At least 75 Indian paramilitary soldiers were killed when their convoy drove into a Maoist ambush yesterday in the worst massacre of security forces by the guerrillas.
75 die in Maoist rebel ambush
NEW DELHI // At least 75 Indian paramilitary soldiers were killed when their convoy drove into a Maoist ambush yesterday in the worst massacre of security forces by the guerrillas. The troops, part of a government operation to stamp out the increasingly bloody insurgency, were attacked with a string of blasts from improvised explosive devices (IEDs) and gunfire when their vehicles were surrounded by hundreds of Maoists in dense forest in the state of Chhattisgarh.
The convoy, carrying about 120 Central Reserve Police Force (CRPF) personnel, was on its way to recover the bodies of three of their colleagues killed the day before when the armoured lead vehicle hit a landmine. Police said the convoy was encircled by more than 1,000 heavily armed guerrillas who triggered the explosions and opened fire from makeshift bunkers dug into surrounding hilltops especially for the ambush.
At least 75 were killed in what is believed to be the highest number wiped out in a single attack by the left-wing extremists, known as Naxalites, after the village of Naxal where the uprising bega. The ambush in the Maoist-infested Mukrana forest in Dantewada district has called into question the tactics and training of the government forces tackling the insurgency that killed more than 700 last year.
India's home minister, Palaliappan Chidambaram, who was visibly upset, expressed shock at the massacre of the soldiers and said the troops had "walked into a trap" laid by the Maoists. "The casualty [rate] is very high and I am deeply shocked at the loss of lives. "This shows the savage nature of CPI [Maoist] and their brutality and the savagery they are capable of," he said. Blaming "intelligence failure" as the key reason behind the Maoist attack, Raman Singh, the chief minister of Chhattisgarh, vowed that the anti-Maoist operation will continue in his state with support from New Delhi.
In the hours following the attack, two CRPF rescue missions were ambushed by the Maoists in a similar style, with IEDs and gun attacks. Along with the heavy casualties inflicted, the Maoists also looted weapons from the dead soldiers. By sunset, 75 bodies had been recovered and nine injured soldiers had been airlifted to hospitals, R K Vij, an inspector general of Chhatisgarh Police said. "The CRPF party was out for last three days. We were attacked at at least six points by more than 1,000 Maoists," said Mr Vij. He added that additional reinforcements were on their way from neighbouring states.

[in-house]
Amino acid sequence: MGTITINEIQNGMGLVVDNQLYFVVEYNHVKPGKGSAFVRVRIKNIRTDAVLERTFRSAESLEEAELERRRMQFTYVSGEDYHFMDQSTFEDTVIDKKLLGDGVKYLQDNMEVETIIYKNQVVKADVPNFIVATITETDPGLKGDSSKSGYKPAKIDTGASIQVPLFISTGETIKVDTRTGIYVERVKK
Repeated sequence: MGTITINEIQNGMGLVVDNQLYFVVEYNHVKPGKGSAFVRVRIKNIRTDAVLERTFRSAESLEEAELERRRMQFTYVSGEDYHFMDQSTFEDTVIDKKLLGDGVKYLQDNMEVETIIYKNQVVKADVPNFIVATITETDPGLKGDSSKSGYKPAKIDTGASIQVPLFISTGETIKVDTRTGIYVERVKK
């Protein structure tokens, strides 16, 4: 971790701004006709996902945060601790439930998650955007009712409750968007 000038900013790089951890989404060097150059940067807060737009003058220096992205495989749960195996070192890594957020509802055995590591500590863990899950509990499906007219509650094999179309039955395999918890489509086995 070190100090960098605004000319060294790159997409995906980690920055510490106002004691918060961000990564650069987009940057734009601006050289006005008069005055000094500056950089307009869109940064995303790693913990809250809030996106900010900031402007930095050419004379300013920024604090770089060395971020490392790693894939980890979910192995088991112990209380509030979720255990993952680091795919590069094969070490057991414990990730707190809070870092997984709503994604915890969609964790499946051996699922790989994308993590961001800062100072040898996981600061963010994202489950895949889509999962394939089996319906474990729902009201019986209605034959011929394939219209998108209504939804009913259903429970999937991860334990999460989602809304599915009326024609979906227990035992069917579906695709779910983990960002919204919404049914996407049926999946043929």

S R P Kalluri, the inspector general of Anti-Naxal Operations in Dantewada district told the local media that following three days of extensive forest patrol the soldiers were exhausted when they were trapped in the attack. The government launched Operation Green Hunt late last year in the forests of the so-called "Red Corridor" that stretches across north and eastern India. Yesterday's attack follows another in neighbouring Orissa two days ago in which 11 security personnel were killed in a landmine explosion.
For some observers the attacks highlight a lack of training and equipment to tackle the Maoists. Ajay Sahni, the executive director of the Institute for Conflict Management, warned in February that India's security forces lacked strength in "numbers, training, transportation and arms" to defeat the Maoists. "It will just be a nibbling away at the peripheries, and a lot of security forces will be killed," he said.
Yesterday's attack could lead to a change of tactics, with the home minister, Mr Chidambaram, hinting that he was thinking of using the army. But Gen Shankar Roychowdhury, the former army chief of India, said the troops should not be used as the Maoists are not separatists like insurgents in north-east India or Kashmir. Gen Roychowdhury, also said he was "utterly surprised" at the death of 75 elite counterinsurgency counter insurgency soldiers being killed in a single ambush. "It's unbelievable. The Maoists must have a military genius among them. They must have planned this attack for one or two days, built bunkers on the hilltop before executing this attack with military precision ? You cannot fight the Maoist problem militarily. Dialogue is the only way to solve this problem," he said.
The opposition BJP described the Chhattisgarh massacre as a "war against India" and backed the UPA-led government's campaign against the Maoists. It said it would support all measures to finish them off. "The government must launch an all-out offensive to finish off the Maoists. This should be a fight to the finish and we the BJP stand by the government on this fight. The nation comes first - this is not a political issue any more," said the BJP spokesman Rajiv Pratap Rudy.
According to a home ministry report released last year, about 22,000 Maoist rebels are active in 20 of India's 29 states, and along with the party's political wing effectively control about a third of the country's territory. In many areas, the report said, they even run their own governments parallel to the state, and they are now spreading beyond rural areas into the cities. The Maoists originally took up arms in 1967 to protest the government's marginalisation of the rural poor, but over the past few years the insurgency has grown increasingly bloody. At least 735 people, including civilians and security personnel, were killed in Maoist violence in India last year, up from a total of 640 in 2008.